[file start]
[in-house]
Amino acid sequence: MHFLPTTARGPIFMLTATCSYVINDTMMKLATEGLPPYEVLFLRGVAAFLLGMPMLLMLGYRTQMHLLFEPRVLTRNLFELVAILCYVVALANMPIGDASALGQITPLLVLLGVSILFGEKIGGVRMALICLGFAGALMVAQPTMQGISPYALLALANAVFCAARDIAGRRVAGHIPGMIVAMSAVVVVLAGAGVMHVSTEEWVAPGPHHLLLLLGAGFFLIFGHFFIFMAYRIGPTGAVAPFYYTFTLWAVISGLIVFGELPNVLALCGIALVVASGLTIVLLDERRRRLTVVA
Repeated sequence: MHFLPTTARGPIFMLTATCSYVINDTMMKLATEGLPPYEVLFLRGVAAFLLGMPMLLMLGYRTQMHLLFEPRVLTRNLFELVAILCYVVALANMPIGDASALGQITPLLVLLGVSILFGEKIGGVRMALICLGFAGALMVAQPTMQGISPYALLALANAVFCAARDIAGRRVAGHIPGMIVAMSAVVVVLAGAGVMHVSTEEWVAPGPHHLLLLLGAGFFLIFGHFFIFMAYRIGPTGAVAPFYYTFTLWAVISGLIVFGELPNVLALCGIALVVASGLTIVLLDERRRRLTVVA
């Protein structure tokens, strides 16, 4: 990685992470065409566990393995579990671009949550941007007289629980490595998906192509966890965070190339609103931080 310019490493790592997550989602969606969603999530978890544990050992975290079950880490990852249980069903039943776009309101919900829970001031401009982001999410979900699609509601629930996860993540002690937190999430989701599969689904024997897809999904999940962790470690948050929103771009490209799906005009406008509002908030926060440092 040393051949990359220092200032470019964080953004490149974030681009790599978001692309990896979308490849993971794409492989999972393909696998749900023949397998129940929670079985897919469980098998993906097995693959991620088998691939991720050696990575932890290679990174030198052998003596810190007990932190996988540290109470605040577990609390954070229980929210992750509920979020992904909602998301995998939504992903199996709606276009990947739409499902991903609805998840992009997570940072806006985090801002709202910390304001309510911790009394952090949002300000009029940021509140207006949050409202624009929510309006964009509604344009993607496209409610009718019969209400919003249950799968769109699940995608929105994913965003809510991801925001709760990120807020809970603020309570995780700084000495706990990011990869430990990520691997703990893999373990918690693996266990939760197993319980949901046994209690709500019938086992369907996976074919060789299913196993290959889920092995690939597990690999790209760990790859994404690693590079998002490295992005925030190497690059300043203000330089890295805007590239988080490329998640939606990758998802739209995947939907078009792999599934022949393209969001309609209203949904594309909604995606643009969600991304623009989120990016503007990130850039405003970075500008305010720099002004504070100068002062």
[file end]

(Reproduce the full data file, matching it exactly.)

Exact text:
[in-house]
Amino acid sequence: MHFLPTTARGPIFMLTATCSYVINDTMMKLATEGLPPYEVLFLRGVAAFLLGMPMLLMLGYRTQMHLLFEPRVLTRNLFELVAILCYVVALANMPIGDASALGQITPLLVLLGVSILFGEKIGGVRMALICLGFAGALMVAQPTMQGISPYALLALANAVFCAARDIAGRRVAGHIPGMIVAMSAVVVVLAGAGVMHVSTEEWVAPGPHHLLLLLGAGFFLIFGHFFIFMAYRIGPTGAVAPFYYTFTLWAVISGLIVFGELPNVLALCGIALVVASGLTIVLLDERRRRLTVVA
Repeated sequence: MHFLPTTARGPIFMLTATCSYVINDTMMKLATEGLPPYEVLFLRGVAAFLLGMPMLLMLGYRTQMHLLFEPRVLTRNLFELVAILCYVVALANMPIGDASALGQITPLLVLLGVSILFGEKIGGVRMALICLGFAGALMVAQPTMQGISPYALLALANAVFCAARDIAGRRVAGHIPGMIVAMSAVVVVLAGAGVMHVSTEEWVAPGPHHLLLLLGAGFFLIFGHFFIFMAYRIGPTGAVAPFYYTFTLWAVISGLIVFGELPNVLALCGIALVVASGLTIVLLDERRRRLTVVA
């Protein structure tokens, strides 16, 4: 990685992470065409566990393995579990671009949550941007007289629980490595998906192509966890965070190339609103931080 310019490493790592997550989602969606969603999530978890544990050992975290079950880490990852249980069903039943776009309101919900829970001031401009982001999410979900699609509601629930996860993540002690937190999430989701599969689904024997897809999904999940962790470690948050929103771009490209799906005009406008509002908030926060440092 040393051949990359220092200032470019964080953004490149974030681009790599978001692309990896979308490849993971794409492989999972393909696998749900023949397998129940929670079985897919469980098998993906097995693959991620088998691939991720050696990575932890290679990174030198052998003596810190007990932190996988540290109470605040577990609390954070229980929210992750509920979020992904909602998301995998939504992903199996709606276009990947739409499902991903609805998840992009997570940072806006985090801002709202910390304001309510911790009394952090949002300000009029940021509140207006949050409202624009929510309006964009509604344009993607496209409610009718019969209400919003249950799968769109699940995608929105994913965003809510991801925001709760990120807020809970603020309570995780700084000495706990990011990869430990990520691997703990893999373990918690693996266990939760197993319980949901046994209690709500019938086992369907996976074919060789299913196993290959889920092995690939597990690999790209760990790859994404690693590079998002490295992005925030190497690059300043203000330089890295805007590239988080490329998640939606990758998802739209995947939907078009792999599934022949393209969001309609209203949904594309909604995606643009969600991304623009989120990016503007990130850039405003970075500008305010720099002004504070100068002062």